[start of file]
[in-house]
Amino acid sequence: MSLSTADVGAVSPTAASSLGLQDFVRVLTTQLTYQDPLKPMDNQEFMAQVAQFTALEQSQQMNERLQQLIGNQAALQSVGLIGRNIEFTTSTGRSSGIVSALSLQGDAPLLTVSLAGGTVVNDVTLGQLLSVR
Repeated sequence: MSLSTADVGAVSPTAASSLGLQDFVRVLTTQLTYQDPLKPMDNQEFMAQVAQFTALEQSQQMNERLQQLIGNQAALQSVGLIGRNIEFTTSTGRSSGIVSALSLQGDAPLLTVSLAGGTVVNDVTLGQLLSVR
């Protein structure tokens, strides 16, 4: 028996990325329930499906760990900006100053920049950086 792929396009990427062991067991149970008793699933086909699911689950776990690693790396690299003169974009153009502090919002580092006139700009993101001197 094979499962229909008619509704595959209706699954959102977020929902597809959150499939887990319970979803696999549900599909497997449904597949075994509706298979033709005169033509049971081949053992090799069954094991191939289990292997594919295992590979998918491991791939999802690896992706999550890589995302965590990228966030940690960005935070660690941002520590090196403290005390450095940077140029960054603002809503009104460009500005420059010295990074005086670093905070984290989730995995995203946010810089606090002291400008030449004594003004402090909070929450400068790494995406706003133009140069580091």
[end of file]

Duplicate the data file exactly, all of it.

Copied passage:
[in-house]
Amino acid sequence: MSLSTADVGAVSPTAASSLGLQDFVRVLTTQLTYQDPLKPMDNQEFMAQVAQFTALEQSQQMNERLQQLIGNQAALQSVGLIGRNIEFTTSTGRSSGIVSALSLQGDAPLLTVSLAGGTVVNDVTLGQLLSVR
Repeated sequence: MSLSTADVGAVSPTAASSLGLQDFVRVLTTQLTYQDPLKPMDNQEFMAQVAQFTALEQSQQMNERLQQLIGNQAALQSVGLIGRNIEFTTSTGRSSGIVSALSLQGDAPLLTVSLAGGTVVNDVTLGQLLSVR
């Protein structure tokens, strides 16, 4: 028996990325329930499906760990900006100053920049950086 792929396009990427062991067991149970008793699933086909699911689950776990690693790396690299003169974009153009502090919002580092006139700009993101001197 094979499962229909008619509704595959209706699954959102977020929902597809959150499939887990319970979803696999549900599909497997449904597949075994509706298979033709005169033509049971081949053992090799069954094991191939289990292997594919295992590979998918491991791939999802690896992706999550890589995302965590990228966030940690960005935070660690941002520590090196403290005390450095940077140029960054603002809503009104460009500005420059010295990074005086670093905070984290989730995995995203946010810089606090002291400008030449004594003004402090909070929450400068790494995406706003133009140069580091």